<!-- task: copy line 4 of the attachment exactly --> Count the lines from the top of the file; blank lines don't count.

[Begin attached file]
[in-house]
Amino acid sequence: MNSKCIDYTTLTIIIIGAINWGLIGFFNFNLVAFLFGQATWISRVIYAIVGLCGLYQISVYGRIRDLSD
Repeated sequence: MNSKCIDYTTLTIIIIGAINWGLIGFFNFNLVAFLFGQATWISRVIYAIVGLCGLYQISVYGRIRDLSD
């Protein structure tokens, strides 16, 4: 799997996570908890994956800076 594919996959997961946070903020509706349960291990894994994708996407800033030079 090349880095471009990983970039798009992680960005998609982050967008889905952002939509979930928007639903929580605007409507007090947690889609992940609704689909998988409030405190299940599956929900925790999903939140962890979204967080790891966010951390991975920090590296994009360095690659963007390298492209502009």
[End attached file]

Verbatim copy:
């Protein structure tokens, strides 16, 4: 799997996570908890994956800076 594919996959997961946070903020509706349960291990894994994708996407800033030079 090349880095471009990983970039798009992680960005998609982050967008889905952002939509979930928007639903929580605007409507007090947690889609992940609704689909998988409030405190299940599956929900925790999903939140962890979204967080790891966010951390991975920090590296994009360095690659963007390298492209502009």